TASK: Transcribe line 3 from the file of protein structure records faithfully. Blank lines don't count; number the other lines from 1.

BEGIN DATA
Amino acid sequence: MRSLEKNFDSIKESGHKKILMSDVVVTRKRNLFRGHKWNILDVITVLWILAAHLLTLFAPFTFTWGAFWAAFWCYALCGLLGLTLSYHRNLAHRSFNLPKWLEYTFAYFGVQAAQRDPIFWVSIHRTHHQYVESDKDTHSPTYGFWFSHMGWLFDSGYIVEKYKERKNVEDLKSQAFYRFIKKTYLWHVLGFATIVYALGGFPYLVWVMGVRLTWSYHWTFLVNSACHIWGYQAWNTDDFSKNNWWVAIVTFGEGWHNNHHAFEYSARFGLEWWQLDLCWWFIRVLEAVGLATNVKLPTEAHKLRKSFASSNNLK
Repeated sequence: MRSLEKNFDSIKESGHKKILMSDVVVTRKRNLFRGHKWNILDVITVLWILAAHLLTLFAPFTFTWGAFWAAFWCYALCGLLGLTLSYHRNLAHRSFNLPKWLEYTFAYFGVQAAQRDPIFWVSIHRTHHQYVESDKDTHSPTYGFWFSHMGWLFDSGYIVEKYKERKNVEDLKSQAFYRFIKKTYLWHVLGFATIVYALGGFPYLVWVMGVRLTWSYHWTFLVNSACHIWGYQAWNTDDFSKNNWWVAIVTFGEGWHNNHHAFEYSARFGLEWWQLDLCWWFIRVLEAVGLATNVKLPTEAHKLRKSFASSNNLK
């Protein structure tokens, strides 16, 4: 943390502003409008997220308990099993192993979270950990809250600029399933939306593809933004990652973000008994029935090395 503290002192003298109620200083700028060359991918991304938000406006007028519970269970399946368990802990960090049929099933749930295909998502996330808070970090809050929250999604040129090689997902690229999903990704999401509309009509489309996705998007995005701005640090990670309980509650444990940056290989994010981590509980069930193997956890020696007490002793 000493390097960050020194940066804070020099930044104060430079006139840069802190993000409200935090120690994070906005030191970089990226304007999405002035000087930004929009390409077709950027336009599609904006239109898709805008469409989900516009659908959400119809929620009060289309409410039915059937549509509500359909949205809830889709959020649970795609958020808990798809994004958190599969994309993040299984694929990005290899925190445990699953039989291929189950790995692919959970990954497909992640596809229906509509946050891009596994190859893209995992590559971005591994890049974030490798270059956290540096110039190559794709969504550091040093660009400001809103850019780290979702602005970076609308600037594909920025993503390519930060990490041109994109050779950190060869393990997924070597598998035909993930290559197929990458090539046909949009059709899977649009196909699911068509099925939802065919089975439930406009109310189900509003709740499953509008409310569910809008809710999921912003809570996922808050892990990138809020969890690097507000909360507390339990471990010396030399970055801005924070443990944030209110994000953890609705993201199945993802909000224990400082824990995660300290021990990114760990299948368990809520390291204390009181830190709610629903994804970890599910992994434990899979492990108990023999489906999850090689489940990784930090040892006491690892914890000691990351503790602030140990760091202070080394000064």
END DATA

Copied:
């Protein structure tokens, strides 16, 4: 943390502003409008997220308990099993192993979270950990809250600029399933939306593809933004990652973000008994029935090395 503290002192003298109620200083700028060359991918991304938000406006007028519970269970399946368990802990960090049929099933749930295909998502996330808070970090809050929250999604040129090689997902690229999903990704999401509309009509489309996705998007995005701005640090990670309980509650444990940056290989994010981590509980069930193997956890020696007490002793 000493390097960050020194940066804070020099930044104060430079006139840069802190993000409200935090120690994070906005030191970089990226304007999405002035000087930004929009390409077709950027336009599609904006239109898709805008469409989900516009659908959400119809929620009060289309409410039915059937549509509500359909949205809830889709959020649970795609958020808990798809994004958190599969994309993040299984694929990005290899925190445990699953039989291929189950790995692919959970990954497909992640596809229906509509946050891009596994190859893209995992590559971005591994890049974030490798270059956290540096110039190559794709969504550091040093660009400001809103850019780290979702602005970076609308600037594909920025993503390519930060990490041109994109050779950190060869393990997924070597598998035909993930290559197929990458090539046909949009059709899977649009196909699911068509099925939802065919089975439930406009109310189900509003709740499953509008409310569910809008809710999921912003809570996922808050892990990138809020969890690097507000909360507390339990471990010396030399970055801005924070443990944030209110994000953890609705993201199945993802909000224990400082824990995660300290021990990114760990299948368990809520390291204390009181830190709610629903994804970890599910992994434990899979492990108990023999489906999850090689489940990784930090040892006491690892914890000691990351503790602030140990760091202070080394000064």